Conditions were so wet and mushy from Friday's downpour that the courses—in particular Spyglass Hill, which even in the best of times can be a sponge farm—became almost impossible to play. Ben Crenshaw was talking to some hapless amateur about it. "He said Spyglass made him feel like he was in an Outward Bound program," Crenshaw reported.
On Saturday, tour officials decided to allow the players to lift, clean and place their balls when on the fairway for the rest of the tournament. This caused another outbreak of dissatisfaction, because it affected players in different ways. Although Zoeller was posting great numbers on the leader board, he was also one of the complainers, primarily because he had played Spyglass on hands-off Thursday. "We slopped through the crap," he said. "Now the other guys get to put the ball in their hands, and that's a two-, three-, maybe a four-shot advantage at Spyglass."
Zoeller attracted some sympathizers—"It stinks," said Craig Stadler—but he lost most of them once they saw his runaway lead.
Meanwhile, Kathryn Crosby's exit from the tournament had little impact last week, other than to force her sons, Nathaniel and Harry, who remain as co-hosts, to answer countless questions about the rift in the family.
The touring pros did not feel any sweet sorrow at the parting. It had bugged them that Kathryn had the final say on the pro-am pairings. Said one pro, "Look at what happened to Fuzzy. He wanted to bring a friend one year and Kathryn said no. He wound up playing with her hairdresser." Zoeller set the record straight. "It was a Crosby family friend who owned half of Mexico," he said. "I don't think he made less than six on a hole. Nice guy, but I think Mexico needs a new handicapping system. He was no 17."
The Crosby boys put the best face on things. The pros were insisting the tournament was the same—"It's still the Crosby to me," said Lee Trevino—and Nathaniel maintained, "I think my dad is here this week."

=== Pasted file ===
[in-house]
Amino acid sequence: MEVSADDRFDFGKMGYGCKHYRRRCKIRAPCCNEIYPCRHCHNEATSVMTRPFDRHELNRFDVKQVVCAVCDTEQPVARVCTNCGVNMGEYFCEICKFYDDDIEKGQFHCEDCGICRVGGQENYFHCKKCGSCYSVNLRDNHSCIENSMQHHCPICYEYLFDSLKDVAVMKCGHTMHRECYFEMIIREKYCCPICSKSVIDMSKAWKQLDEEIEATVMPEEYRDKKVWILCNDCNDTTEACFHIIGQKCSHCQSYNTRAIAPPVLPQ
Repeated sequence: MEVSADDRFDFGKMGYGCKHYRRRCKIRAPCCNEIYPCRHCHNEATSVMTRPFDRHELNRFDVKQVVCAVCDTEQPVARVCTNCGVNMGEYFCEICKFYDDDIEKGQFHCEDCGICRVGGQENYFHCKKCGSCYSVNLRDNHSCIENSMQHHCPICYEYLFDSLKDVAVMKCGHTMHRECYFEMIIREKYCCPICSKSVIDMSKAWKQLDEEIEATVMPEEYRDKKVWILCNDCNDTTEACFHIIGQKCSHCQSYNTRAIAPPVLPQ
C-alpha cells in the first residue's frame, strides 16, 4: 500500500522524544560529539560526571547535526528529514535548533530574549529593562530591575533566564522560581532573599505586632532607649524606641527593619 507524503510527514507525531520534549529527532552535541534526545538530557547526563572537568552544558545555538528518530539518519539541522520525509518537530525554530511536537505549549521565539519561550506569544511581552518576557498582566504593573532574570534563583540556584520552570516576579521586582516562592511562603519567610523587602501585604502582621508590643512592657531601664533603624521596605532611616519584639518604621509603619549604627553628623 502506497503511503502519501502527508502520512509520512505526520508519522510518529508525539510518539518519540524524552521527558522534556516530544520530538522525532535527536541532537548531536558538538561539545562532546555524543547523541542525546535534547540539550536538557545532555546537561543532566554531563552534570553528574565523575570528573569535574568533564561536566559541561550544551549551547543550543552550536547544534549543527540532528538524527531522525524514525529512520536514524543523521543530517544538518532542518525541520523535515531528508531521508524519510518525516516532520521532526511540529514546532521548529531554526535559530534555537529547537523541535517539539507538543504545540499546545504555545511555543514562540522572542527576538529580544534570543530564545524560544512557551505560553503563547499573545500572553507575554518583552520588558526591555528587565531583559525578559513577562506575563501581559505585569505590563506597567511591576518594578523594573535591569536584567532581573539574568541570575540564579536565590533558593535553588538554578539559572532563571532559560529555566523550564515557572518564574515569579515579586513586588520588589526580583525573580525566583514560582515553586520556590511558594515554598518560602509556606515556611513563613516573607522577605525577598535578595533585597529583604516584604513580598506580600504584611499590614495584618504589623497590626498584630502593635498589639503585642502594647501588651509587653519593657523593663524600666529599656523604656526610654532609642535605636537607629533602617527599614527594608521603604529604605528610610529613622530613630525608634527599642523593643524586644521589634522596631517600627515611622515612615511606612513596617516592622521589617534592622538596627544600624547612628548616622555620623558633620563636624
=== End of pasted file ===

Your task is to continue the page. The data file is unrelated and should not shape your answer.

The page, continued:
In four years, the tournament's purse has grown from $330,000 to $660,000.
"We were forced to seek a corporate sponsor to stay competitive," said Harry Crosby. Most PGA Tour events have corporate names in their titles. Arnold Palmer's tournament, for instance, is the Hertz Bay Hill Classic. This year the Bob Hope Classic added Chrysler to its name. When asked why, Hope said, "Two million five," referring to Chrysler's financial contribution.
Summing up, if the C-word was a fight, it was getting one-sided. While Kathryn Crosby boycotted the tournament, hardly anyone else did. Even a longtime family friend, entertainer Phil Harris, was on hand. In fact, George C. Scott, Clint Eastwood—who also announced his candidacy for mayor of Carmel, Calif., last week—and James Garner, three high-powered celebrities who have occasionally skipped past Crosbys, all showed this time. Garner limped around. He has had six knee operations and needs another. "I've had mononucleosis for nine months, so I'm not in very good shape," Garner said. "But I wanted to be here."
Bing Crosby probably would have said the same thing. After all, Bing shared marquees with a lot of people. Everyone is keeping the door open. Said Nathaniel Crosby, "I'm hopeful my father's name can be restored."